13. dilligaf

    dilligaf IN VINO VERITAS

    I would love to have an 8:30 start, or even 8:45. We start at 9 every day. There are days when I don't get out until 9:30. Yesterday they broke out a rte and the effected drivers had to help. Had to been at least 4 drivers that probably didn't leave until 9:30 or 9:45. They had a really bad day yesterday.
  14. Mike Hawk

    Mike Hawk New Member

    One peak we had pictures of crying kids posted on the back of our trucks, the caption read "don't misload my Christmas present". Apparently the order came from some higher up, D something, District, Division, D-bag not sure. We had 10 misloads on Crhristmas Eve.
  15. Storm723

    Storm723 Preload Supervisor

    Honestly, I believe that is more for your sup's then for your drivers. AM Time is one part of the daily numbers, it also includes the loaders time as well. AM time continues to drag until the last PC leaves the building.

    The sups (should be) monitoring loader time, driver time and volume (PPH) as part of their daily operating schedule. They have an alotted number of hours based on the VOL on that specific belt.

    You can look at it like this...

    If you are running your own business...
    • you have "x" amount of dollars to spend
    • you have "x" amount of work
    • If you run over the "x" amount of dollars = no profit
    • If you run under "x" amount = you make a profit
    • If you have too many people on per the amount of work = no profit
    • If you have the right amount of people for the work = profit
    Excessive AM time (loaders & drivers) = NO PROFIT

    These numbers at UPS are monitored (by what ever higher power) everyday to the 10th of a second (NOT MINUTE) down to every single PC.

    If your loader is there for 3.5 hours and has a volume of 200:

    200p / 3.5hrs = 57.14 PPH

    The loader should load at a rate of 57 PPH in order to stay on track.
  16. BleedBrown

    BleedBrown New Member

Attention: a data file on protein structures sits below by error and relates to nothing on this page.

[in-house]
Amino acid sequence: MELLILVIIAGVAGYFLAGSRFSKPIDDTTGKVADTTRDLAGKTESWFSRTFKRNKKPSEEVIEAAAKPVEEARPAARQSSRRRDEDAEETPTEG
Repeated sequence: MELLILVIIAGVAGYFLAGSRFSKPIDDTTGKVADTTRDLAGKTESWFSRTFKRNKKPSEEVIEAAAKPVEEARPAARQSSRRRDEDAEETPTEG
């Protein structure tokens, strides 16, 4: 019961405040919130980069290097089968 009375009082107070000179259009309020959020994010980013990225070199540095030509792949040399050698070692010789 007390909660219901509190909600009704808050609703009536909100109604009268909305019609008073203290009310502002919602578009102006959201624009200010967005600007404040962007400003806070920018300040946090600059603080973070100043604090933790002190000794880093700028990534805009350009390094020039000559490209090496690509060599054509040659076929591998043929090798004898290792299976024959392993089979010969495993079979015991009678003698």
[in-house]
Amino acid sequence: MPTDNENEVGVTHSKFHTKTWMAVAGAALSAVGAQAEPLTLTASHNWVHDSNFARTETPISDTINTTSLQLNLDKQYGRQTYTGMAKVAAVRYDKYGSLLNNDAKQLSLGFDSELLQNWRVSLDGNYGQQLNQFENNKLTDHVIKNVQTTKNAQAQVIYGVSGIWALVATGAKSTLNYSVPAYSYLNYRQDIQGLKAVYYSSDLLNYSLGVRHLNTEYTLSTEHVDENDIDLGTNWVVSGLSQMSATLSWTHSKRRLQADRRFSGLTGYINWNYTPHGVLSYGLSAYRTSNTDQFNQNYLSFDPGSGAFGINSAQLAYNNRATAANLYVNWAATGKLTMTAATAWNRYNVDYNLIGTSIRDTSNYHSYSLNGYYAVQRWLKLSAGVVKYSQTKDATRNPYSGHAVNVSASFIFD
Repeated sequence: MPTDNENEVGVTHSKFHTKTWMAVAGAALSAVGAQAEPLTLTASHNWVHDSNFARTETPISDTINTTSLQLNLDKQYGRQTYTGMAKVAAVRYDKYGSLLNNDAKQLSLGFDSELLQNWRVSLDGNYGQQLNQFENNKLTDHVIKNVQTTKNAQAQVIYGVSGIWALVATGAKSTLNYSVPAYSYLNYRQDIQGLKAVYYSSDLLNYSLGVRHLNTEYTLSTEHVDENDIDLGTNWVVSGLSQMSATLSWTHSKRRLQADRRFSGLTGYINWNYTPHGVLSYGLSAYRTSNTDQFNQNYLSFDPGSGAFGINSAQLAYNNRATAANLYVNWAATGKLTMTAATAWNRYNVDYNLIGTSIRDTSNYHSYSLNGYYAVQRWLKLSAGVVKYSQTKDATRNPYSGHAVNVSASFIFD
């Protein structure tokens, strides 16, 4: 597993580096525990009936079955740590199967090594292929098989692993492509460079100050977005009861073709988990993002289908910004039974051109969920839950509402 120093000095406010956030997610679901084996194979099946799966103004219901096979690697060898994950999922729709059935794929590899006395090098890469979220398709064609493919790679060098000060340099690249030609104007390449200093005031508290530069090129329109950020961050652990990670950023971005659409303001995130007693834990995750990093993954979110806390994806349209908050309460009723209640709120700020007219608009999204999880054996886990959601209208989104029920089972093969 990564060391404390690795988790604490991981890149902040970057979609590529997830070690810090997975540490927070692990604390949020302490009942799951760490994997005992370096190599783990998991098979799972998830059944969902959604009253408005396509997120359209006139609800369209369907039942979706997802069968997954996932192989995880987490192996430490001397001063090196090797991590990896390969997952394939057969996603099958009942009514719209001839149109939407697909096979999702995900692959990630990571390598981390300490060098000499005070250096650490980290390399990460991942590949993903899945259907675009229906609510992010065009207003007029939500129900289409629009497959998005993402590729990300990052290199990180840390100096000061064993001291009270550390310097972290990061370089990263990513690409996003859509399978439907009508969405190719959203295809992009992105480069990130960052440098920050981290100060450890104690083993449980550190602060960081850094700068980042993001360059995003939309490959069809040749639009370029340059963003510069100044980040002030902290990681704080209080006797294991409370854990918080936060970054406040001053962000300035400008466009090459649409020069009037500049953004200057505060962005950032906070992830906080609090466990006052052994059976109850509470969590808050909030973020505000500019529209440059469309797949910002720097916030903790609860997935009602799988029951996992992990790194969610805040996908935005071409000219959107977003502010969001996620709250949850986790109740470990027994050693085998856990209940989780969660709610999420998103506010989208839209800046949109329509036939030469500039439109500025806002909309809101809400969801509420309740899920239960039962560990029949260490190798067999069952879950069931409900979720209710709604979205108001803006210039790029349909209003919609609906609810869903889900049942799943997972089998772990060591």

"The loader should load at a rate of 57 PPH in order to stay on track."

    Storm723; I agree with you up until the 57 PPH. 57 PPH = no pofit. 57 PPH per truck may work. Depending on the building set-up a loader should do between 160 - 240 PPH with PAS.
  17. Storm723

    Storm723 Preload Supervisor

    That number would be based off of the entire volume of that specific belt. I was basing that number off a qty of 200 packages as an example in one truck.

    A loader with lets say four PC's, ea. w/ a package count/qty of 200 would look like this:

    200qty X 4 PC's = 800qty/ 3.5hrs = 228.5714 (229) PPH

    That loader would have to operate at a minimum of 229 PPH to be effective.
  18. Storm723

    Storm723 Preload Supervisor

    Below is also the type of information I try to give to my loaders....

    I believe if they understand why & what I am looking at or for, they won't think I am crazy...lol. Also since providing my loaders with the information they have sort of created this little race to beat the number I provide them, as well as a competition on the belt.

    It is really actually pretty cool.
  19. mathematics

    mathematics New Member

    the IE person from your building is supposed to do your A.M. time measurement. It's not some suit in Atlanta like you may think. you may have seen IE people there that you never saw before, but they are from the same district and all know how to do the measurement no matter what building they are helping out.
  20. UpstateNYUPSer

    UpstateNYUPSer Very proud grandfather.

    No, we don't start until 8:50 because we are the furthest center from our hub (Syracuse) so our loads are the last to get here.